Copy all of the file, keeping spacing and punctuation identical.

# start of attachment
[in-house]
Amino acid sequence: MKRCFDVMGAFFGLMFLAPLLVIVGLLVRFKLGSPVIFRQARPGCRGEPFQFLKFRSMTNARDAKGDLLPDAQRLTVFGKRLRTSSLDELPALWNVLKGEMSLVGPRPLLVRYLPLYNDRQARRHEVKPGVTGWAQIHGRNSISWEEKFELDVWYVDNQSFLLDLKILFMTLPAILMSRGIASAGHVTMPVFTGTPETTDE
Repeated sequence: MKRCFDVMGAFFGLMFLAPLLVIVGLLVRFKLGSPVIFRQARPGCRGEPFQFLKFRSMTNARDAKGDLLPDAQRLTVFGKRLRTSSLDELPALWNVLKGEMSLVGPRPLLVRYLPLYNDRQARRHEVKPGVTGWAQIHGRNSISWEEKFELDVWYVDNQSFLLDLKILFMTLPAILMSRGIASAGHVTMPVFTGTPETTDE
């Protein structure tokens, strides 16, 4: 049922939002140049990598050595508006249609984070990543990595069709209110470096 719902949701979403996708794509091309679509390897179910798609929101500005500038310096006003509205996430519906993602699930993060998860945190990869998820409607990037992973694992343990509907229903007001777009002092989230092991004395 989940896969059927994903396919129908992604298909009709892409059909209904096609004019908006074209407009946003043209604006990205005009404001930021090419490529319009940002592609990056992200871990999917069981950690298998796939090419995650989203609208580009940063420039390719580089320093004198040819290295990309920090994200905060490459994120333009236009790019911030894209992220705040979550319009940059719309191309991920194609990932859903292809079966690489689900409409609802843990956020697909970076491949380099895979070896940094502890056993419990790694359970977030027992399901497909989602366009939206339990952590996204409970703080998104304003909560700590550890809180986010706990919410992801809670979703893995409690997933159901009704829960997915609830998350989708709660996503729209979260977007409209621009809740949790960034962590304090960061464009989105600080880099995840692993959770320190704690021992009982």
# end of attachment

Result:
[in-house]
Amino acid sequence: MKRCFDVMGAFFGLMFLAPLLVIVGLLVRFKLGSPVIFRQARPGCRGEPFQFLKFRSMTNARDAKGDLLPDAQRLTVFGKRLRTSSLDELPALWNVLKGEMSLVGPRPLLVRYLPLYNDRQARRHEVKPGVTGWAQIHGRNSISWEEKFELDVWYVDNQSFLLDLKILFMTLPAILMSRGIASAGHVTMPVFTGTPETTDE
Repeated sequence: MKRCFDVMGAFFGLMFLAPLLVIVGLLVRFKLGSPVIFRQARPGCRGEPFQFLKFRSMTNARDAKGDLLPDAQRLTVFGKRLRTSSLDELPALWNVLKGEMSLVGPRPLLVRYLPLYNDRQARRHEVKPGVTGWAQIHGRNSISWEEKFELDVWYVDNQSFLLDLKILFMTLPAILMSRGIASAGHVTMPVFTGTPETTDE
């Protein structure tokens, strides 16, 4: 049922939002140049990598050595508006249609984070990543990595069709209110470096 719902949701979403996708794509091309679509390897179910798609929101500005500038310096006003509205996430519906993602699930993060998860945190990869998820409607990037992973694992343990509907229903007001777009002092989230092991004395 989940896969059927994903396919129908992604298909009709892409059909209904096609004019908006074209407009946003043209604006990205005009404001930021090419490529319009940002592609990056992200871990999917069981950690298998796939090419995650989203609208580009940063420039390719580089320093004198040819290295990309920090994200905060490459994120333009236009790019911030894209992220705040979550319009940059719309191309991920194609990932859903292809079966690489689900409409609802843990956020697909970076491949380099895979070896940094502890056993419990790694359970977030027992399901497909989602366009939206339990952590996204409970703080998104304003909560700590550890809180986010706990919410992801809670979703893995409690997933159901009704829960997915609830998350989708709660996503729209979260977007409209621009809740949790960034962590304090960061464009989105600080880099995840692993959770320190704690021992009982």